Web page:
We might still be light years off with accomplishing all the goals that the Civil Rights Movement set out to accomplish. We might still be dealing with discrimination, prejudice, harassment, and a whole host of racially based evils. But it is of utmost importance to live mindfully as immigrants, to take just a moment out of the day to practice gratitude for those who have paved your way. Martin Luther King, Jr. had a dream—-and you are living it.

(And yes, those baggy pants with the crotch down to the knees are most unbecoming. Even Dr. King would have said so.)

Mama Africa

This post is a sort of counterpoint to the previous one, I suppose. A couple of years back, in order to get myself out of a bad mood, I decided to search online for some information related to poverty, as my status as a well-educated American is certainly a very enviable one, globally speaking. I happened upon some Human Development Index (HDI) charts, and they brought me to tears. At the bottom of the list were the nations of sub-Saharan Africa. I think Niger was at the bottom of the list. And it struck me, as it has struck me many times before—–
Why is it that the darker the skin, the poorer the man?
Why is it that the poorest countries have the darkest-skinned people? Or,
Why is it that, in every country (even in populations where everyone is dark-skinned), the poorest people or the people at the bottom of society are the most dark?

The negative effects of this are numerous. Not only is there the obvious issue of racial discrimination, but also issues of public health, education, political access, and economics. The causes are also numerous: colonialism, capitalism gone wild, internal strife/civil war, the interaction of genetics and culture (social Darwinism), the caste system (in India; caste means “color,” but it also relates to labor and one’s particular social group). People of non-white cultures will most certainly freely admit that there is discrimination among them, and lighter-skinned people are considered “better.”

But when this issue is on such a continental scale, when the poorest nations are all centered on one continent, one cannot help but ask why this is so, and why more effective efforts are not being done? What is it about the intertwining of capitalism and race that has led to such social stratification? One person alone cannot provide all the answers; even governments and institutions struggle with this and have been struggling with this for centuries.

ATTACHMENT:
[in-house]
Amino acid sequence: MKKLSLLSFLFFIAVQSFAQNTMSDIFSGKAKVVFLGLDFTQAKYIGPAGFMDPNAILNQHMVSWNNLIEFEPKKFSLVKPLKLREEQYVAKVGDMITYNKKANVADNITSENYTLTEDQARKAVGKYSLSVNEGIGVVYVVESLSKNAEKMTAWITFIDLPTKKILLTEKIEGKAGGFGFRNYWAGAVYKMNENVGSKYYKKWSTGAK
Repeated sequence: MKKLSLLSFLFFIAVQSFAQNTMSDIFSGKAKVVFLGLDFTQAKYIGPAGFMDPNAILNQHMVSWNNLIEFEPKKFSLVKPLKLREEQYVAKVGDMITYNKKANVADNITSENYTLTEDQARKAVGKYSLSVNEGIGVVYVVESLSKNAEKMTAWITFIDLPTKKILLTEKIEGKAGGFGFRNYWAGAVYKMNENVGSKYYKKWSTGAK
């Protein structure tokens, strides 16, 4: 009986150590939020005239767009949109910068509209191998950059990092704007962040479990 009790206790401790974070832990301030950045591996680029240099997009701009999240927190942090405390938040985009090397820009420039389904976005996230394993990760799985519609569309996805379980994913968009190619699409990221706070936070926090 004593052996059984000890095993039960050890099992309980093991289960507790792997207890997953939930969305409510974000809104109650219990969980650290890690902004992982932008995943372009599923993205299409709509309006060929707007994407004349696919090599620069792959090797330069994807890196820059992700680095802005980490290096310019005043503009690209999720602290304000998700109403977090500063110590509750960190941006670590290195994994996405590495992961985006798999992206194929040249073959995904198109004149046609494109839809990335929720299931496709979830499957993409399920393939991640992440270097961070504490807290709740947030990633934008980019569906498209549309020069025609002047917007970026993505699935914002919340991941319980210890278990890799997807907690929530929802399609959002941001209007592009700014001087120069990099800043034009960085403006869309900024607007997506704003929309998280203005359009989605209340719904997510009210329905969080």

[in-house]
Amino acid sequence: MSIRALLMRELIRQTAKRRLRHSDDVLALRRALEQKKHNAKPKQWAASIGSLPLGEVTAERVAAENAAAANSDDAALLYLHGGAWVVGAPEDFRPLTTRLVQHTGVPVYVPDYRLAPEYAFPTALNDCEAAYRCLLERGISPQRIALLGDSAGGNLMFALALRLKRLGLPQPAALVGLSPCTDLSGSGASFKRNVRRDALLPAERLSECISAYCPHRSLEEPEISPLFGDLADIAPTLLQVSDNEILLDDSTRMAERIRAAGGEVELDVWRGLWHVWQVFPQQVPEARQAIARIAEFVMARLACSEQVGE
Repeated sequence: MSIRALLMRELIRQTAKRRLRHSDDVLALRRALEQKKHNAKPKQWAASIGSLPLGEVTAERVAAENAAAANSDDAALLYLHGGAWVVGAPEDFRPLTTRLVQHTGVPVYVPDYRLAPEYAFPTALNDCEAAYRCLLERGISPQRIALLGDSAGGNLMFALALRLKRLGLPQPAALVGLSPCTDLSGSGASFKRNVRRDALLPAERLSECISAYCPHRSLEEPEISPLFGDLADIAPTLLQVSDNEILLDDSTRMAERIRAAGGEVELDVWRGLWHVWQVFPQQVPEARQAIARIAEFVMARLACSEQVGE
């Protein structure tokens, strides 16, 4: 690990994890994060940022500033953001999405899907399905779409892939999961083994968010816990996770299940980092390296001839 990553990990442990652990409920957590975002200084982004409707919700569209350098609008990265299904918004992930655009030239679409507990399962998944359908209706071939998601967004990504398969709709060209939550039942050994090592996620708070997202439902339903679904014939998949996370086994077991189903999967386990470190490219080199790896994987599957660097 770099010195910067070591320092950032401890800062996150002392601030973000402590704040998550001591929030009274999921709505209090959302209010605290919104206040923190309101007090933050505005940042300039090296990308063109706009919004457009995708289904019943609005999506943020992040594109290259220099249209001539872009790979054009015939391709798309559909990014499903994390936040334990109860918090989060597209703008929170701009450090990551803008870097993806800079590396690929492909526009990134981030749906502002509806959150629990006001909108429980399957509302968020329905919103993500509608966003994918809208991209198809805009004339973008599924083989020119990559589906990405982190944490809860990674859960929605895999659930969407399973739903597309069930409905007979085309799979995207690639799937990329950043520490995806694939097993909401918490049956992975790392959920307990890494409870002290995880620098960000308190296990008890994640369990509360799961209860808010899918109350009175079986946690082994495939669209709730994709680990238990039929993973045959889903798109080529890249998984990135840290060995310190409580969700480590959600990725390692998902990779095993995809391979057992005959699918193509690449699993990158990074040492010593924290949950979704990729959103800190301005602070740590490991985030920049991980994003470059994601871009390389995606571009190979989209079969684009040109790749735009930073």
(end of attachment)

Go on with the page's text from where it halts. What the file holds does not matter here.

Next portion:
Perhaps part of it begins with those of us in the developed world examining our perceptions, or shall we say, misperceptions of Africa as all one monolithic place. The continent is a conglomeration of many races, religions, languages, and cultures. Over 50 countries comprise the continent countries which can be perceived as various regions, such as Egypt and the Maghreb (the Muslim north); the Saharan countries which are so sparsely populated and often nomadic; Western Africa, from where American blacks trace their ancestry, with oil-rich Nigeria; the cradle of human origins in Eastern Africa, mountainous regions as well as plains; Central Africa, former colonies which are still undergoing much political strife as well as being developed for harvesting natural resources, and the world’s poorest country, the Democratic Republic of the Congo; Southern Africa with its ever-continuing legacy of European settlers and high rates of AIDS. These are but crass generalizations, but it is imperative that people see Africa as a continent with great diversity connected through geography, history, and, sadly, poverty and a lack of development.

It is not simply fashionable, leftist rhetoric to raise these questions and correlate poverty with skin color; the statistics speak for themselves. This is the beauty of the social sciences, to be able to connect theories about society with the hard data that backs it up. We must examine the manifestations of poverty in each of our societies and communities in which we live. We must be willing to ask the hard questions and examine the hard answers. Yes, it may be ugly. But so is the reality that billions of people all over the world, not just in Africa, are facing.